Is it a Jaguar? Is it a Daimler? An interesting question to be answered between the years of 1966 and 1983, but only a die-hard car enthusiast would be able to answer it.
Perhaps a little background will help. Daimler Motor Company Limited is the oldest British car manufacturer, having produced its first car in 1896. In 1960 Jaguar Motor Company bought Daimler and therein lay the problem. The braintrust at Jaguar wanted to produce a line of luxury automobiles but also wanted the Daimler name attached to them, thus cashing in on a venerable name in the auto business. Thus the Daimler (Jaguar) Sovereign was born. These luxury sedans had a Jaguar body, chassis, and engine and truly looked like a Jaguar. The first model, the Sovereign 420 built in 1966, was basically a Jaguar 420. In ensuing years the Jaguar Sovereigns (Daimler Sovereigns) were based on the Jaguar XJ6, a time-honored luxury sedan.
Confused yet? If not you haven’t been paying attention! The only noticeable difference between the Sovereign 420 and the Jaguar 420 was the traditional Daimler radiator grille, so obviously we aren’t talking about a major facelift. If you were to look at photos of the two side by side you would be hard-pressed to tell the difference between the two.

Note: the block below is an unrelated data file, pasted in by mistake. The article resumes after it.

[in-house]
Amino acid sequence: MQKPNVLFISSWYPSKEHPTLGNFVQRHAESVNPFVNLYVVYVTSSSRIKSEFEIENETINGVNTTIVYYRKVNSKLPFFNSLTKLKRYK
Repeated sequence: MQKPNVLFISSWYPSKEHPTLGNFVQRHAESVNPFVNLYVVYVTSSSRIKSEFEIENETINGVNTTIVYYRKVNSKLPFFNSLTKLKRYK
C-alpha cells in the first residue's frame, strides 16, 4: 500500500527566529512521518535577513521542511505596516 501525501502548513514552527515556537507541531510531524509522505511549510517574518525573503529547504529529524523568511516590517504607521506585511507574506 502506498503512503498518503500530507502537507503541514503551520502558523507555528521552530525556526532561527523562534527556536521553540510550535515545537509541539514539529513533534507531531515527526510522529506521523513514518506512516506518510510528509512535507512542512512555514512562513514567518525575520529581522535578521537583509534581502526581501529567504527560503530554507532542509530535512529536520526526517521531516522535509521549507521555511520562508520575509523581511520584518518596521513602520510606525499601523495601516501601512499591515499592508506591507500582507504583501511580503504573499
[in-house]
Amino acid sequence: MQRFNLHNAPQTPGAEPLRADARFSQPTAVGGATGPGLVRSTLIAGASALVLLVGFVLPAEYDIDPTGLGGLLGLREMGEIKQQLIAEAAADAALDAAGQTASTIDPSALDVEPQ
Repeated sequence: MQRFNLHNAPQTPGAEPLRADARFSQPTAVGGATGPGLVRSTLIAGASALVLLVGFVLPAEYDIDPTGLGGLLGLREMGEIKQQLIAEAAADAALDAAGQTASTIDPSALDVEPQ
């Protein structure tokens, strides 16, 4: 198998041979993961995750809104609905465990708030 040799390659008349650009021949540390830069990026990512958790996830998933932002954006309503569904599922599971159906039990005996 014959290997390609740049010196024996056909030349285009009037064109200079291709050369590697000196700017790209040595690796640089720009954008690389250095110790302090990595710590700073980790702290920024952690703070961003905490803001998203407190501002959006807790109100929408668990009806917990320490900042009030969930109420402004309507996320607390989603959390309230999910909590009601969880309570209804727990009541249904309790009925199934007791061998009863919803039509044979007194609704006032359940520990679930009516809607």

Probably the most famous of the Daimler Sovereigns was the Double Six, a 12-cylinder replica of the Jaguar XJ Series III which featured a 5.3 liter V12 engine. Production of that classic continued until 1992 and after that year the Daimler name basically disappeared with regards to the Jaguar company.
One has to wonder at times what criteria are used in making million dollar decisions? Obviously the goal by Jaguar was to cash in on the traditional and much-revered Daimler name, but one has to question producing basically a clone of the Jaguar models. What was the point? Was it assumed that the general public wouldn’t be able to see that which was painfully and laughably obvious? Would the ruse work to confuse the car experts and reviewers?
Was the Jaguar Sovereign an admirable car? Most definitely it had many of the features that were always strong points of Jaguar. It also had slightly less refined interiors and a tendency to lose its personality and uniqueness, which can also be said of many twins. In the end, probably the best thing that can be said about the Jaguar (Daimler) Sovereign is that